The District Of Ahmedabad lies at the head of the Gulf of Cambay, between Baroda and Kathiawar.
As a contrast to the Ahmedabad mosques, the Kadam Rasul mosque at Gaur in Bengal possesses some characteristics which resemble those of the mosque of Tulun in Cairo, possibly due to the fact that it is entirely built in brick, with massive piers carrying pointed arches.
His son Khengayi fled to Ahmedabad to seek the assistance of the viceroy, who reinstated him in the sovereignty of Cutch, and Morvi in Kathiawar, and in the title of rao, about the year 1540.
AHMEDABAD, or Ahmadabad, a city and district of British India in the northern division of Bombay.
1511 and 1514, described Ahmedabad as "very rich and well embellished with good streets and squares supplied with houses of stone and cement."
The consequence of all these changes of dynasty was that Ahmedabad became the meeting-place of Hindu, Mahommedan and Jain architecture.
But perhaps the most unique sight in Ahmedabad is the two windows in Sidi Said's mosque of filigree marble work.
The prosperity of Ahmedabad, says a native proverb, hangs on three threads - silk, gold and cotton; and though its manufactures are on a smaller scale than formerly, they are still moderately flourishing.
It is, however, an important inlet, being the channel by which the valuable produce of central Gujarat and the British districts of Ahmedabad and Broach is exported; but the railway from Bombay to Baroda and Ahmedabad, near Cambay, has for some time past been attracting the trade to itself.
On the western edge of the plateau are the Aravalli hills, which run from near Ahmedabad up to the neighbourhood of Delhi, and include one hill, Mount Abu, over 5000 ft.
In the south, Madura and Tanjore have a similar fame; and in the west, Ahmedabad, Poona and Nasik.
Zafar Khan, the first of the Ahmedabad kings, acted as an independent ruler from the time of his first appointment as governor of Gujarat in 1391.
To complete this sketch of India at the time of Baber's invasion it remains to say that an independent Mahommedan dynasty reigned at Ahmedabad in Gujarat for nearly two centuries (from 1391 to 1573), until conquered by Akbar; and that Bengal was similarly independent, under a line of Afghan kings, with Gaur for their capital, from 1336 to 1573.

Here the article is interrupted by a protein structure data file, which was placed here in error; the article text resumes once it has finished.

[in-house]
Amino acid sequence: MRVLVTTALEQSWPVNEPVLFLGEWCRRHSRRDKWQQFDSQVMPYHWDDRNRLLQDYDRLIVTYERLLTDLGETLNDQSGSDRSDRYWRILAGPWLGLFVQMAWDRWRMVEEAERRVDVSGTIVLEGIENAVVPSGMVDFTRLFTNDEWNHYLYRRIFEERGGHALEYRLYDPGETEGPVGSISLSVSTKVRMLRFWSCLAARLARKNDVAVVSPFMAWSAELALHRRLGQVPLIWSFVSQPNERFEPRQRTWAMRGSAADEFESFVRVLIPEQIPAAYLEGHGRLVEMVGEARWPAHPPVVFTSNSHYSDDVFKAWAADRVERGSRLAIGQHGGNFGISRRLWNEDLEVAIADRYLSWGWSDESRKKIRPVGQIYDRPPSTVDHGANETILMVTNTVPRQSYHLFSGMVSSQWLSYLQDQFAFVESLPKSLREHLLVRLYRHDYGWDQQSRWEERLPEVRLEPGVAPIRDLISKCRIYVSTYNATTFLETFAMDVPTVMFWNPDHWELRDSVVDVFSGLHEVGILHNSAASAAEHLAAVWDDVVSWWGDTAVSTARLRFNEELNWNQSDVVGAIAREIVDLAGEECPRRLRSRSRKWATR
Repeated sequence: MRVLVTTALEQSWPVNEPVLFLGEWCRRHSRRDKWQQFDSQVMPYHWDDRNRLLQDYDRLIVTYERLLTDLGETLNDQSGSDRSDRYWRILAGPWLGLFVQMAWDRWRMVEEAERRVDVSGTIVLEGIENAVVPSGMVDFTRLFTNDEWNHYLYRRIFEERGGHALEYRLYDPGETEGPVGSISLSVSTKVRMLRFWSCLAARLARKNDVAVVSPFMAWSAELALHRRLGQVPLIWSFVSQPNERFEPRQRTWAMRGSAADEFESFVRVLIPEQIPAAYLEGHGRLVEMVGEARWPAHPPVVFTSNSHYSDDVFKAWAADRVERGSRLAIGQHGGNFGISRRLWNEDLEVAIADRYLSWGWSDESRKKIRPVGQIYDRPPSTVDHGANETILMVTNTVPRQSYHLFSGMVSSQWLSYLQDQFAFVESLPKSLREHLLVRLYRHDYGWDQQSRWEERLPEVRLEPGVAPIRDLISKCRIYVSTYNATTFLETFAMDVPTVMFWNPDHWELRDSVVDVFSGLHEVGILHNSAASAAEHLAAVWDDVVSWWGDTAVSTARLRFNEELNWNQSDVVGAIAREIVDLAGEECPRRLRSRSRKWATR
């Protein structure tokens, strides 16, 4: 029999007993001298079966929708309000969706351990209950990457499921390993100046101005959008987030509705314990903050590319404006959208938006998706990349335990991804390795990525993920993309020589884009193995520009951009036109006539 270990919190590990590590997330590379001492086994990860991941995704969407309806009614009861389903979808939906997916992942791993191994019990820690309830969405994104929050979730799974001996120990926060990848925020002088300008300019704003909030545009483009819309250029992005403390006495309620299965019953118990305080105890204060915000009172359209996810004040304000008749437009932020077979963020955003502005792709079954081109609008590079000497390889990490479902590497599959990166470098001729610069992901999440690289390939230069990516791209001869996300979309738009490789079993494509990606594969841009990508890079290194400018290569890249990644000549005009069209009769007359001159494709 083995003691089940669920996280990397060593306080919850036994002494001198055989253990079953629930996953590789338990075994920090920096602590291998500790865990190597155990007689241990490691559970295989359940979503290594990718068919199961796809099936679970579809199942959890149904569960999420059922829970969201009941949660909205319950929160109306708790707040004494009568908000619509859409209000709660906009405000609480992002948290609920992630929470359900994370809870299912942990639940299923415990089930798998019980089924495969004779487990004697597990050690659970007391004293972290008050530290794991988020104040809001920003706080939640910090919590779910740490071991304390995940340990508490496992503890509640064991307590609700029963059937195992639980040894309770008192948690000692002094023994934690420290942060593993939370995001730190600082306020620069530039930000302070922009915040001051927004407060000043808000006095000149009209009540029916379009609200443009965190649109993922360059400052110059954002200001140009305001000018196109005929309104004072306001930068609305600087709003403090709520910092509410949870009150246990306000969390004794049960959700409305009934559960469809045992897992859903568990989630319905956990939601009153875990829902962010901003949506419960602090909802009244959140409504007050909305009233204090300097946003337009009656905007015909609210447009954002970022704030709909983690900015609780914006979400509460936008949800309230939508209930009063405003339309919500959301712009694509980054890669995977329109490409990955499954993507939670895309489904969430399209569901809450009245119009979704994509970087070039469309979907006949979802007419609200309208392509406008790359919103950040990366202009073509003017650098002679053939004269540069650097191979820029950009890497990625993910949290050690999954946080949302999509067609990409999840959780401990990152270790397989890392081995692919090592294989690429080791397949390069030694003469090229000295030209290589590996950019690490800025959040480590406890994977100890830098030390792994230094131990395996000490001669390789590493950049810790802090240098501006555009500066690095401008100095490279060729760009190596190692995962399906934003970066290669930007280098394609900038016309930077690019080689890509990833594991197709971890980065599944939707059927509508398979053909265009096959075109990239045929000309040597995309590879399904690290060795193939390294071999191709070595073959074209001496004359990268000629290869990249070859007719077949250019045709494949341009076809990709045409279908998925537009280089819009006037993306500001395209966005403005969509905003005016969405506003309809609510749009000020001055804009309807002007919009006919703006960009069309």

In 1570 he obtained possession of Oudh and Gwalior, In 1572 he marched in person into Gujarat, defeated r the last of the independent sultans of Ahmedabad, and formed the province into a Mogul viceroyalty or subah.
Ahmedabad in Gujarat, Gulbarga, Bijapur, Ahmednagar and Ellichpur in the Deccan were each the capital of an independent Mahommedan kingdom; while the Hindu raja of Vijayanagar was recognized as paramount over the entire south.
It reappeared early next year, in the same locality, when it extended to Sind as far as Hyderabad, and in another direction south-east as far as Ahmedabad and Dhcllerah.
In the second of these, which occurred in the Ahmedabad district of the Bombay Presidency in 1683-89, buboes ale distinctly described.
The twenty-six districts are: Bombay City, Ahmedabad, Broach, Kaira, Panch Mahals, Surat, Thana, Ahmednagar, Khandesh (partitioned into two districts in 1906), Nasik, Poona, Satara, Sholapur, Belgaum, Bijapur, Dharwar, Kanara, Kolaba, Ratnagiri, Karachi, Hyderabad, Shikarpur, Thar and Parkar, and Upper Sind Frontier.
Large steam mills have rapidly sprung up in Bombay City, Ahmedabad and Khandesh.
Silk goods are manufactured in Ahmedabad, Surat, Yeola, Nasik, Thana and Bombay, the material being often decorated with printed or woven designs; but owing to the competition of European goods most branches of the industry are declining.
Ahmedabad and Surat are famous for their carved wood-work.
Many of the houses in Ahmedabad are covered with elaborate wood-carving, and excellent examples exist in Broach, Baroda, Surat, Nasik and Yeola.
Salt is made in large quantities in the government works at Kharaghoda and Udu in Ahmedabad, whence it is exported by rail to Gujarat and central India.
Outbreaks among the troops at Karachi, Ahmedabad and Kolhapur were quickly put down, two regiments being disbanded, and the rebellions in Gujarat, among the Bhils, and in the southern Mahratta country were local and isolated.